Brett Klika by Brett Klika

Have you ever met a baby with back pain? How about a toddler with tight hips? Considering these and other ailments seem to be a common side effect of aging, do infants and toddlers hold the secrets to being forever supple?

It’s important to note that many factors make infants and children so mobile and devoid of the aches and pains that many adults experience. Some key movements they perform on a regular basis, however, help “grease the groove” to create strength, stability and mobility.

It’s not surprising, then, that the fitness and rehab fields have seen a boost in the popularity of infant movement patterns. Exercises involving rolling, rocking, squatting and crawling are used to get people out of pain, while providing them with a unique movement challenge.

One of the most popular movements is the crawl, and it is used for everything from ADHD treatment to a grueling, fat-blasting exercise. For years, I have used the crawl in personal-training programs, both as an assessment tool and as a “cure all” for clients ranging from children to professional athletes.

Introducing infantile movement patterns to adults often takes a bit of a “sell” on the personal trainer’s part. However, once clients experience the challenge and, more importantly, the results of this “magic” movement, all doubt is put to rest.

The crawl pattern offers a variety of benefits for nearly every part of the body. Read on to learn how moving like a baby can offer big-time results for adults.

Crawling and the Brain

The brain and body have a back-and-forth, plastic relationship. The brain develops so the neural system can tell the body to do more stuff. The body does more stuff, which sends feedback to the brain and causes the brain to develop more. This relationship continues for life.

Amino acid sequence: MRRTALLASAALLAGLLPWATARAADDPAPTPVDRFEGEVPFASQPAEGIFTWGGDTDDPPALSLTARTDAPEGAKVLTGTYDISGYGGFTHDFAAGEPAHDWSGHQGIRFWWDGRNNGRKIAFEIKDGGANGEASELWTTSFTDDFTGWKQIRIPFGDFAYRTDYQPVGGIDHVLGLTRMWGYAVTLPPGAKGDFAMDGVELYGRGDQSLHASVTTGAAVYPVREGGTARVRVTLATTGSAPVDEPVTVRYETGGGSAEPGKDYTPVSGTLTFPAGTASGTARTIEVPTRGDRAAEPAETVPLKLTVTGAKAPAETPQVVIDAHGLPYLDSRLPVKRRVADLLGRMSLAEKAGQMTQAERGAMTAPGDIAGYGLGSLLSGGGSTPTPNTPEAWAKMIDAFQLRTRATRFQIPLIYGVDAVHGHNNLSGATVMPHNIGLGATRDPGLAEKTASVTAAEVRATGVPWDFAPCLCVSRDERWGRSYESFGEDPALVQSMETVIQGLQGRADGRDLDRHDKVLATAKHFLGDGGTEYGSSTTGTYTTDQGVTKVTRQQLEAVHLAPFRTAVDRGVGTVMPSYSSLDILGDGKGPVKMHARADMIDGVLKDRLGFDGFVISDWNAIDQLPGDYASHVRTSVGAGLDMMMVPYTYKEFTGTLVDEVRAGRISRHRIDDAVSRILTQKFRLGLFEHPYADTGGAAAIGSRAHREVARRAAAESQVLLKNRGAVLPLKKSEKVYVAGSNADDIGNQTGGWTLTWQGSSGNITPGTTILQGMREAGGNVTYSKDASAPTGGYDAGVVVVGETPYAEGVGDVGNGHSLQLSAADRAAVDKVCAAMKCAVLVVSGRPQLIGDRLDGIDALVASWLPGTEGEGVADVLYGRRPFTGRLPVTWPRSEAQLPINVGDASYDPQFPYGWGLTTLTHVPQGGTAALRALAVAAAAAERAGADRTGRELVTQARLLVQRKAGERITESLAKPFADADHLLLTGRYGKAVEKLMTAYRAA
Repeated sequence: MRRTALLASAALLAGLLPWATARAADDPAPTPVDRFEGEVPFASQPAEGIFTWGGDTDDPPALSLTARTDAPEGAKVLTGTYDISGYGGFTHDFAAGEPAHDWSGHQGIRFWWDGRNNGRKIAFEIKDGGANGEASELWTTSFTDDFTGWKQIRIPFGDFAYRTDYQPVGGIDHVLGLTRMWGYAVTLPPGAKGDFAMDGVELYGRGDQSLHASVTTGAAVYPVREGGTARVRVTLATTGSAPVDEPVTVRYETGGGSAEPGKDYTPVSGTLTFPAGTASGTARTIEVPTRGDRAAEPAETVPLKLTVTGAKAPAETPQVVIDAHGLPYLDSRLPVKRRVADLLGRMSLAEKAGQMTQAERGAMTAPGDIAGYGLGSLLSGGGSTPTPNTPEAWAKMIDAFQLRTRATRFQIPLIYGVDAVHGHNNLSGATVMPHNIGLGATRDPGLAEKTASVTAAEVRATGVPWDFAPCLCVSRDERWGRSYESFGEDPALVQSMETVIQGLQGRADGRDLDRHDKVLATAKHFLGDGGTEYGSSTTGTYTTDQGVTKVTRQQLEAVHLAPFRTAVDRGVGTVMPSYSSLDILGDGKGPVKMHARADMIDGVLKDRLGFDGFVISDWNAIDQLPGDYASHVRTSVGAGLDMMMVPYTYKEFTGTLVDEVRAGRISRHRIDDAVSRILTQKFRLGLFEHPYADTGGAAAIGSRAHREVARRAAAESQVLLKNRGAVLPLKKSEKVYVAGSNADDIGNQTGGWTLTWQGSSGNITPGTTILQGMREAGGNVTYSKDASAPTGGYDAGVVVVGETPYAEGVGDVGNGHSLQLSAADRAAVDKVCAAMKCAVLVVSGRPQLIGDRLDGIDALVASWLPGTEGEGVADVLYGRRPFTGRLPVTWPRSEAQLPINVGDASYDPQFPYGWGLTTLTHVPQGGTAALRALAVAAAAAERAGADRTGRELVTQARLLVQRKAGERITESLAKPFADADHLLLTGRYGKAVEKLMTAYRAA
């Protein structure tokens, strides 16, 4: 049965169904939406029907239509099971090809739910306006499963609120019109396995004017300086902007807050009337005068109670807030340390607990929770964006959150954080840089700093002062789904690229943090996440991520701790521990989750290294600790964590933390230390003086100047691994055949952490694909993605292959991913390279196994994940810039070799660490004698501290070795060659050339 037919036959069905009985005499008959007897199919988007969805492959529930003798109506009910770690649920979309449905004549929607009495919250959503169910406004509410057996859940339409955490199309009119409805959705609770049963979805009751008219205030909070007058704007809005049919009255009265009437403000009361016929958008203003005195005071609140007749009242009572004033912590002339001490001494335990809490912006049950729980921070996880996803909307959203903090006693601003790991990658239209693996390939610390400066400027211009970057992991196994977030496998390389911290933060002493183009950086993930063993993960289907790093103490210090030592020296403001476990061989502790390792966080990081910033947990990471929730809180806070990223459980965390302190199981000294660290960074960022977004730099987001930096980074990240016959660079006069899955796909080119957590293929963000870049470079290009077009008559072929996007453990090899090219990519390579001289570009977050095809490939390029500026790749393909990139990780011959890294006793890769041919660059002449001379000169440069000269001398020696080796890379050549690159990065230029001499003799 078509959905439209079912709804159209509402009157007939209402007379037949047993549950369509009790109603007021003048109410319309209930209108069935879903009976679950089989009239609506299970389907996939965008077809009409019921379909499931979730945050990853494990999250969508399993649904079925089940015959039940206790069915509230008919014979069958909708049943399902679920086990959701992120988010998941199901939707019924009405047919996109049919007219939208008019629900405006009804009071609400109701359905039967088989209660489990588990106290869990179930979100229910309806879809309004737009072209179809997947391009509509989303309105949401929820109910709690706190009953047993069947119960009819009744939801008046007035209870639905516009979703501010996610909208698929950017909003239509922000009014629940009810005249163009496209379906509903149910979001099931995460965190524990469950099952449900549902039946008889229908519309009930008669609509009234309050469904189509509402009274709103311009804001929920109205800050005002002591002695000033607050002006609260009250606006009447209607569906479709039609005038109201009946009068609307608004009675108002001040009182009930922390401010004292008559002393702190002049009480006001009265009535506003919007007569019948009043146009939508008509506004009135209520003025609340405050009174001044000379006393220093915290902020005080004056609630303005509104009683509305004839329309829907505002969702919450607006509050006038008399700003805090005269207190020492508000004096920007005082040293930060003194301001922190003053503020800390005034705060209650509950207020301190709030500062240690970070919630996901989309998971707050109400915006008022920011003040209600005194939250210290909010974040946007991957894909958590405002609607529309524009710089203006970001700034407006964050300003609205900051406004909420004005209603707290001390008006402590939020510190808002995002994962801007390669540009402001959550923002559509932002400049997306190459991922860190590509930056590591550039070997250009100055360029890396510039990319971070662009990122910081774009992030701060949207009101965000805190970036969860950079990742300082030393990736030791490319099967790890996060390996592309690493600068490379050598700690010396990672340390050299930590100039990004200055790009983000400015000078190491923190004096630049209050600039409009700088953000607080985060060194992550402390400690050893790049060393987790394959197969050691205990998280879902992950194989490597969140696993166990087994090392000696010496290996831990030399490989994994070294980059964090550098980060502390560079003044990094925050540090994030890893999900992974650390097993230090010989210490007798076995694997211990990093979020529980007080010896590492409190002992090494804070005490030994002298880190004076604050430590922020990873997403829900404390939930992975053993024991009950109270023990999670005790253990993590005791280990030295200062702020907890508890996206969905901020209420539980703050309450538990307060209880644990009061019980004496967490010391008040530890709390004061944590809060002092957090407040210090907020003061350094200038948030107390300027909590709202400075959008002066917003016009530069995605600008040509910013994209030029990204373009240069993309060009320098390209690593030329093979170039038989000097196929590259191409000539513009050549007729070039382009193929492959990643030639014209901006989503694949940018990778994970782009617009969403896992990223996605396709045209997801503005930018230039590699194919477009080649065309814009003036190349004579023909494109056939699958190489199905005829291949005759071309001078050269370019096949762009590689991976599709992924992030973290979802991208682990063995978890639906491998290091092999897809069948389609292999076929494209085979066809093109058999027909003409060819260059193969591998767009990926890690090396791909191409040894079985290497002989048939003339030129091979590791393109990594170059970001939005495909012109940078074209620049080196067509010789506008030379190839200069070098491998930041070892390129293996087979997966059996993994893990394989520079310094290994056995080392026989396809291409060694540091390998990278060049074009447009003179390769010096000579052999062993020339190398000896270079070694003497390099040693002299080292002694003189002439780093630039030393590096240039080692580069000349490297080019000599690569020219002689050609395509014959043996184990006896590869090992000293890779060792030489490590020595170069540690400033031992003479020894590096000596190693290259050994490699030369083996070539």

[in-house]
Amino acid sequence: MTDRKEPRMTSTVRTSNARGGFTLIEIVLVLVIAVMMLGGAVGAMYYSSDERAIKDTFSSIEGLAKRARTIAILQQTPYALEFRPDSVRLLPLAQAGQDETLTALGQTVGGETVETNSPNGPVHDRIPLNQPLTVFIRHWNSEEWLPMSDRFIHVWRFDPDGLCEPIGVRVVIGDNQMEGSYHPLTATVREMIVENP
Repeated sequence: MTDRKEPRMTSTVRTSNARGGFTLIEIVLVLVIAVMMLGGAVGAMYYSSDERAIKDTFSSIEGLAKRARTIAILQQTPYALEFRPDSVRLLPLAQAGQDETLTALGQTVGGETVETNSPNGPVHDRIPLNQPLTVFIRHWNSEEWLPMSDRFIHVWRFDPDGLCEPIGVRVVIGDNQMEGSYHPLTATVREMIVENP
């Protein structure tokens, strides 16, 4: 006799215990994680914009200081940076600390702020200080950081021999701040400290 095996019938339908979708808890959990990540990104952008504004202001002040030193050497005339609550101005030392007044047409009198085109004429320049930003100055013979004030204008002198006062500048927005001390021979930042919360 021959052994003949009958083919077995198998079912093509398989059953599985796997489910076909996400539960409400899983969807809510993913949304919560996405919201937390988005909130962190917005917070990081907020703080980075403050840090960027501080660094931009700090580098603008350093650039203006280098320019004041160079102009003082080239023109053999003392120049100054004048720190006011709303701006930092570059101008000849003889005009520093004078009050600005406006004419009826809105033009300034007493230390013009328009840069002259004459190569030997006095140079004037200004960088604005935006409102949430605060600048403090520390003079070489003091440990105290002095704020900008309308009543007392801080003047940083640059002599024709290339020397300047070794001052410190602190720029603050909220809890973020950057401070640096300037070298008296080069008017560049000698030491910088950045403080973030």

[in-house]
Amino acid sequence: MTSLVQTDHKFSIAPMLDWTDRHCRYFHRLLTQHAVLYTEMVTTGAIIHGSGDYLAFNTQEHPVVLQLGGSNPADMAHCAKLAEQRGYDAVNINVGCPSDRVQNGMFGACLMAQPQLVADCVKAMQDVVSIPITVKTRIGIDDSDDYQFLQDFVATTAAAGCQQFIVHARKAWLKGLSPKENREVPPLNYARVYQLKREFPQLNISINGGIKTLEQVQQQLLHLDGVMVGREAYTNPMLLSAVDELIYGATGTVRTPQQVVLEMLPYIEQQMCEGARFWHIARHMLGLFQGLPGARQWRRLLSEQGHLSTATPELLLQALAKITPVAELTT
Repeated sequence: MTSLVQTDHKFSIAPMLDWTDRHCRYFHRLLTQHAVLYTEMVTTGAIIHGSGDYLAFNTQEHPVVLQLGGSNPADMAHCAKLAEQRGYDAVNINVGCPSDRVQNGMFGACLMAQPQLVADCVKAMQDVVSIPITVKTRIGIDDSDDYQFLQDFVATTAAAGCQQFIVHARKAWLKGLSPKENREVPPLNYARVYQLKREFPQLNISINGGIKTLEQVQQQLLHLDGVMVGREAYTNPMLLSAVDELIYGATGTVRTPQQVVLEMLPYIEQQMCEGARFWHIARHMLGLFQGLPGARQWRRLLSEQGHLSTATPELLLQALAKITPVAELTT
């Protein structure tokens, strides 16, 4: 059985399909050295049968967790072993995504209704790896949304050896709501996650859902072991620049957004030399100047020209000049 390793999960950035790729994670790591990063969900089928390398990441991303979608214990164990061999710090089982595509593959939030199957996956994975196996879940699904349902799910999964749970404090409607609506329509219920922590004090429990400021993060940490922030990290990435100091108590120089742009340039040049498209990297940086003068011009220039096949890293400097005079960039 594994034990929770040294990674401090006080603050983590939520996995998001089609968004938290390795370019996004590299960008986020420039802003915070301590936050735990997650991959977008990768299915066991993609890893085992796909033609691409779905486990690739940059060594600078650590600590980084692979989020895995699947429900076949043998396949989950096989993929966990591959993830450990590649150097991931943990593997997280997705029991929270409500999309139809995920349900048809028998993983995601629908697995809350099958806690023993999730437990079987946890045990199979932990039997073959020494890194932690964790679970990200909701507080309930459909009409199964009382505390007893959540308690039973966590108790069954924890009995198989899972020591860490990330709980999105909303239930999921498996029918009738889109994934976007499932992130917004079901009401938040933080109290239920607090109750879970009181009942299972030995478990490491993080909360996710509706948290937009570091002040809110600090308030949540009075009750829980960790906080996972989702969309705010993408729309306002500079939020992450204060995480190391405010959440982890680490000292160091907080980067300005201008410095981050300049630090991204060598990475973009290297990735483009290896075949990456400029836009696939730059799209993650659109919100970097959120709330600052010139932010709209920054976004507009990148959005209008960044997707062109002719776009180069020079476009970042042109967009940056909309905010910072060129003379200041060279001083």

Crawling requires both sides of the brain to work together, because limbs on both sides of the body have to move synchronously (called a contralateral movement pattern). To make this happen, information must be passed through a “highway” that links the two sides or hemispheres of the brain called the corpus callosum.

When a lot of information has to be passed through the corpus callosum (as it does during a crawl pattern), new neural connections must be formed and strengthened. It appears this can help improve coordination, learning, and even behavior in both kids and adults.

Crawling and the Shoulder Complex

Unfortunately, becoming an adult is often synonymous with sitting at desks and cars. Joints that don’t move become stiff, painful and unhappy. Additionally, the muscles around inactive joints become weak and unable to properly stabilize and mobilize. Other muscles are often recruited to do the work.

Crawling requires the scapulae and other joints involved with shoulder movement to move in a proper pattern. At the same time, a small amount of compression is placed on these joints while supporting the upper body against gravity. This small amount of compression is often just enough to fire proprioceptors that reignite muscles involved with stability and mobility. The result is more mobility, less rigidity and pain.